This is a thought-provoking post. Being on a phone, I cannot easily quote it; you should read it all. I agree with many of Ken’s points, especially about the selective outrage we see on both sides of the political aisle.
Where I think I diverge from Ken is that I believe I am slightly less willing than he is, in general, to defend companies’ decisions to punish speech. I am going to go to the trouble of lifting a quote to make sure he gets his fair say:
2. The phrase “the spirit of the First Amendment” often signals approaching nonsense. So, regrettably, does the phrase “free speech” when uncoupled from constitutional free speech principles. These terms often smuggle unprincipled and internally inconsistent concepts — like the doctrine of the Preferred+ First Speaker. The doctrine of the Preferred First Speaker holds that when Person A speaks, listeners B, C, and D should refrain from their full range of constitutionally protected expression to preserve the ability of Person A to speak without fear of non-governmental consequences that Person A doesn’t like. The doctrine of the Preferred First Speaker applies different levels of scrutiny and judgment to the first person who speaks and the second person who reacts to them; it asks “why was it necessary for you to say that” or “what was your motive in saying that” or “did you consider how that would impact someone” to the second person and not the first. It’s ultimately incoherent as a theory of freedom of expression.
6. Companies make decisions about hiring and firing based on both money and company culture. Sometimes these decisions are “right” in the sense that the decisions accurately predict what outcome will please the most customers and advertisers and keep revenues up. Sometimes the decisions are New Coke. Often the stated reasons for the decisions are hypocritical bullshit, as in the case of A&E. That’s the way it works. Discussions about corporate decisions in the wake of controversy are dominated by (1) people who normally excoriate corporate decision-making but suddenly applaud it when the outcome suits their political beliefs, and (2) people who normally celebrate the market and promote the privilege of corporate decision-making but suddenly find it unpalatable when it produces a result that offends their politics. Some of the people applauding A&E are people who last week were furious at the concept that companies have First Amendment rights. Some of the people trying to conflate A&E and the government are people who last week were vigorously arguing that companies should not have to insure birth control if it offends their religious sensibilities.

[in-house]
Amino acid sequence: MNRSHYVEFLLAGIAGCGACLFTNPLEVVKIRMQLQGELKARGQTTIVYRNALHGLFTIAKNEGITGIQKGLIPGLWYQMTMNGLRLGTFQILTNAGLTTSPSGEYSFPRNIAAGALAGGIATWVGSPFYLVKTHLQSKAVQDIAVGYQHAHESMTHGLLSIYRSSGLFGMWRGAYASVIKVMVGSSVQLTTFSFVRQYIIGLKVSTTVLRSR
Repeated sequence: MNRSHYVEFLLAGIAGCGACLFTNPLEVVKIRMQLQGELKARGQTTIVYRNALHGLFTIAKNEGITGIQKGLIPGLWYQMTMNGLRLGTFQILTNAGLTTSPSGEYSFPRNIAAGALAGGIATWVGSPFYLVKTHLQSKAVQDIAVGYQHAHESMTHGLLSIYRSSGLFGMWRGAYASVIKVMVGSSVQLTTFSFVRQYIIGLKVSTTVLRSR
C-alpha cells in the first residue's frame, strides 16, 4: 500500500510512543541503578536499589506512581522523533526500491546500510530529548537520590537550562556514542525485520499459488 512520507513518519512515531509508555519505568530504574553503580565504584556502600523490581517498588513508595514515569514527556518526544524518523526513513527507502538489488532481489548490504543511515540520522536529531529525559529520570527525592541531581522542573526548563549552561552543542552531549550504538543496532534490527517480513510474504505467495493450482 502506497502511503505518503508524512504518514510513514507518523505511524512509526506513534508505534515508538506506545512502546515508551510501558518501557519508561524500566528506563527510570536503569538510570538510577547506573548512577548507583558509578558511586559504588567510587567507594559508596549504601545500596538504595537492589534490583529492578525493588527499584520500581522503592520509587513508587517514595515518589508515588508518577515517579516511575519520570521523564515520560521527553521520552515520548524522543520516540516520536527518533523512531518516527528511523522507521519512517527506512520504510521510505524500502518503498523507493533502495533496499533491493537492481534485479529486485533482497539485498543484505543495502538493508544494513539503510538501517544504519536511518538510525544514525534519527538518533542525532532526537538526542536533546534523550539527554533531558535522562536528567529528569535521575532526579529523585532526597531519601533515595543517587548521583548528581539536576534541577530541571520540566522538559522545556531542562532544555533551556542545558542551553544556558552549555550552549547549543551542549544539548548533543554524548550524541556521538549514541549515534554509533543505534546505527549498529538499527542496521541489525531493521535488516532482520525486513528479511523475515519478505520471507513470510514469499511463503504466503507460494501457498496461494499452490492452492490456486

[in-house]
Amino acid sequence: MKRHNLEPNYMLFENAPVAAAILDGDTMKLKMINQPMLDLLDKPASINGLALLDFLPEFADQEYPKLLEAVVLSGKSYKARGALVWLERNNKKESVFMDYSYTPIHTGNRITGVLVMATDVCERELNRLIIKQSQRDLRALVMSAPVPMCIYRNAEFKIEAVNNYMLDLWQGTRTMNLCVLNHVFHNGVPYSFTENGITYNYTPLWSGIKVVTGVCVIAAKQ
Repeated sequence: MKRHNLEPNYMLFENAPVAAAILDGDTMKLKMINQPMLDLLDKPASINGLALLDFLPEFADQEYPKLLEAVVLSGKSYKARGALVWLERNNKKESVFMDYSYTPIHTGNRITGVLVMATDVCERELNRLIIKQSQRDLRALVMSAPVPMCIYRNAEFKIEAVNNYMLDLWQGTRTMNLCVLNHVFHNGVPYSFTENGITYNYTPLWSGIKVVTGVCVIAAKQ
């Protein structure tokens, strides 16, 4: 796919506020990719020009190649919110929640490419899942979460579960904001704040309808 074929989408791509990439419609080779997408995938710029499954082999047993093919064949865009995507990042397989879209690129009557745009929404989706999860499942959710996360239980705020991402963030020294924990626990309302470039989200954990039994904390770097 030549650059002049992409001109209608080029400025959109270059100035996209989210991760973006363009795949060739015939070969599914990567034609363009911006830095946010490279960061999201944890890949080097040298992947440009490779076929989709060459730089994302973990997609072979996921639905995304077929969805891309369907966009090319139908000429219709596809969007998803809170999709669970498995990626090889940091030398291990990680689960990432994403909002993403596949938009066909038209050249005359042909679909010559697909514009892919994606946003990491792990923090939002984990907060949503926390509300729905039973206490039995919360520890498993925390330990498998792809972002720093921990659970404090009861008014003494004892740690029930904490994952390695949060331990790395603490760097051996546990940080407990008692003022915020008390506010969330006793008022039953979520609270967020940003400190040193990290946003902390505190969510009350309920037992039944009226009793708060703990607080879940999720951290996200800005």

Now, that is not all Ken says, and he calls for charity, mercy, and consistency.
I agree that companies firing people for speech is not a “First Amendment” issue — but I disagree that invoking the “spirit of the First Amendment” is a signal that bullshit is on the horizon. I worry that we are creating a culture where any provocative expression renders one subject to being disciplined or fired, such that (as Ace notes on Twitter) only those who are unemployed or self-employed (or, I would add, have tenure or employers who reliably support their speech) have freedom to speak their mind.
What to do about this is not simple. Passing laws is a bad idea, I think, because it gives companies an incentive to hire only bland personalities who are unlikely to say anything controversial. I think the solution of more speech is the best solution: those who share my concern over the blandification of America should criticize online lynch mobs and companies that bow to them.
We should be consistent about this. I, for one, try to be.
I have a lot more to say about this, but not on a damned iPhone.